When was the last time you sat down and really took a serious look at your personal finances? Hold on a minute. I am not trying to scare you off. Before you decide to move on to something less important in your life, please understand this: I am not a certified financial planner. I am not here to sell you any products. I am writing this column because I care about the readers and want to broach this valuable subject to help shine a light on what I believe is a national crisis.
Ultimately, I want to provide you with a free resource to help you or someone close to you who wants to get their personal financial act together. The Sokolov-Miller Family Financial and Life Skills Center at Penn State was created for that very purpose. So relax and read on.
This is a subject that I am passionate about as I believe in financial education for all. My research and experiences tell me that as a nation, we are pretty bad at keeping our financial lives in order. Here is a recap of some facts from my book that I have shared in this column before: 78% of Americans live paycheck to paycheck; 69% of Americans have less than $1,000 in savings; 56% of Americans have less than $10,000 in retirement funds; 45 million people owe $1.6 trillion in student loan debt; the average college graduate in Pennsylvania owes a little more than $36,000 in debt, the highest in the country, according to Douglas McIntyre with 24/7 Wall Street.
A recent study by CNBC found that only 29% of Americans report that they are “financially strong,” or that they are spending, saving, borrowing and planning in a way that will ensure long-term success. Additionally, 40% of all U.S. households carry credit card debt, with an average debt of $9,333!
The subject of money management is a pet peeve of mine as I am a huge advocate for financial literacy being taught in school. I was inspired to write this column after a friend sent me this link about the state of North Carolina voting to require a personal finance class in high school.
I don’t understand why every state doesn’t do this. It’s common sense to teach students about “common cents.” Financial literacy should be mandatory in high schools. Period! Pennsylvania Gov. Tom Wolf did just sign into law a bill that would allow personal finance classes to count toward graduation, but it stopped short of making it a requirement.
Why am I such a strong advocate of making financial literacy mandatory? Because it passes the common sense test. I am passionate about history, too, so don’t get me wrong. However, I am also a Pragmatic Passioneer and believe in the practical value of ensuring people are educated about money as well as any other subject. I know there are people out there who will insist that this be taught at home. They proceed from a false assumption that everyone comes from a stable home with parents that actually understand money themselves.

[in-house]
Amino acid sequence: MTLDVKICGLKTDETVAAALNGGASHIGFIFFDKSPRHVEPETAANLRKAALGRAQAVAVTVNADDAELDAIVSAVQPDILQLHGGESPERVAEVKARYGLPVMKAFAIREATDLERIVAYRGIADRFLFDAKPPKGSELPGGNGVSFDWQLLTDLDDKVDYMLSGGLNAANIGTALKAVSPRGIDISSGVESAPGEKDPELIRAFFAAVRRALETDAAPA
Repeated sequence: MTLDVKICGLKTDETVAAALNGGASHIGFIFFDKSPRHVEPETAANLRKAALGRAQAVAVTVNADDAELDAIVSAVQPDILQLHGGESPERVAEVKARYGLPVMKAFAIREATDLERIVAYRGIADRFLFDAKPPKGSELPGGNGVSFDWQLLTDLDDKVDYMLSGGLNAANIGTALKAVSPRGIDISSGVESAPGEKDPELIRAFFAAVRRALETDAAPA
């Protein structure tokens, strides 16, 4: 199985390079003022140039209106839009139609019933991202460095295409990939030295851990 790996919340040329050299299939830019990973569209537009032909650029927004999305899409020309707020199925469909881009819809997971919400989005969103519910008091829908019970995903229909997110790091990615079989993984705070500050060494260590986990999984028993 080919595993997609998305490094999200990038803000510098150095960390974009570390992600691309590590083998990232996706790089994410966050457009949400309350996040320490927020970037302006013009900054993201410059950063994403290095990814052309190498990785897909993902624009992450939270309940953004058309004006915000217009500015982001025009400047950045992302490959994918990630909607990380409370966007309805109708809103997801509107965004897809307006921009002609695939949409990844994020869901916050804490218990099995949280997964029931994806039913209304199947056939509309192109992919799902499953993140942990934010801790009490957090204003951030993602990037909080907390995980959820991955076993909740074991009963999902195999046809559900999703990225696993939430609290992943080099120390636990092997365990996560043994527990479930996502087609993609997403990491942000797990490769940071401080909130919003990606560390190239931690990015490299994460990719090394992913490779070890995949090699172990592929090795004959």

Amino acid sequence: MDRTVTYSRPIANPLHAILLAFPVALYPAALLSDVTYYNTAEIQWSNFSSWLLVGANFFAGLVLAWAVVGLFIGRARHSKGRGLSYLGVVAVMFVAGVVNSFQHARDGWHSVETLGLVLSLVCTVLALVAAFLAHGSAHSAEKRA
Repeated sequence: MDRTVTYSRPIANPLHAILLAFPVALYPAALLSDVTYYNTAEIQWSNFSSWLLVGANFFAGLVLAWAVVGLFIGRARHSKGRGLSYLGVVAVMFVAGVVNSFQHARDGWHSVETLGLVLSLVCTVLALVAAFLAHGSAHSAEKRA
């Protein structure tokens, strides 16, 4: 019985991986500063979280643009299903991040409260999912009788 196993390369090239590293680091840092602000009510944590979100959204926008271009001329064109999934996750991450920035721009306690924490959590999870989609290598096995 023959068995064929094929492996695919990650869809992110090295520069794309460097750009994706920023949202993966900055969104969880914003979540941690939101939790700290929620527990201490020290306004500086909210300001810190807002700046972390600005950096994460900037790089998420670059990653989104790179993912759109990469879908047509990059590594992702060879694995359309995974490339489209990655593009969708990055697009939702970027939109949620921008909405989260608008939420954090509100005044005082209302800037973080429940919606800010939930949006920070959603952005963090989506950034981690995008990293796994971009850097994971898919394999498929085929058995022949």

My passion for helping others to learn more about money management led me to Penn State’s Sokolov-Miller Family Financial and Life Skills Center. I recently reached out to Daad Rizk, the Executive Director of the Center. Daad is one of the most passionate individuals you will ever meet. Her enthusiasm for spreading the word about financial literacy and developing life skills is abundantly apparent from the get-go.
“I have always worked in education whether it was financial aid, the bursar’s office, or on the business side of a University,” Daad said. “I have seen the entire process that the student goes through and have seen the same things over and over again. I would see kids who couldn’t afford school who were borrowing way too much money. I’ve always helped with financial literacy without it even being labeled as such. I saw the advertisement for this position, and I said, ‘That’s my job!’”
Some of the themes Daad found repeated over and over included the over-borrowing of student loans, lack of budgeting skills, and an instant gratification mindset.
“Students would borrow more than they needed to cover educational expenses and would spend the rest impulsively on personal items,” Daad said. “They mistook their loans for income. They spent their money quickly and came back to borrow more.”
She saw the lack of budgeting skills in students and parents alike.
“It broke my heart to see kids get cancelled out of classes because they simply didn’t have the funds from the beginning to complete a four-year degree.” She kept asking herself, “What can we do to get the students and their parents to understand their financial responsibilities?”
So, she created a pilot program at Penn State for financial literacy in February 2013. The program started out in the World Campus in Outreach and Online Education. She spent the next two years researching with students and staff.
“We created an advisory board to bring all the stakeholders together including the financial aid office, student activities, student government, faculty and staff and alumni,” she said. “There are 14 representatives in all. We created a website with modules and programs. Once it went live, we started getting overwhelmed with interest and requests. We were able to add an additional full-time staff member under the guidance of the Financial Literacy Advisory Board and the Enhanced Educational Pathways Committee.”
Daad then wrote a proposal to create a financial literacy center. “We provided the data that showed the need.”
Then on Oct. 8, 2016 in a meeting, with Provost Nick Jones, it was agreed that the center would be assigned to Undergraduate Education and relocated to Grange Building next to the HUB-Robeson Center.
“I can’t thank Provost Jones enough for being innovative and supportive,” Daad said.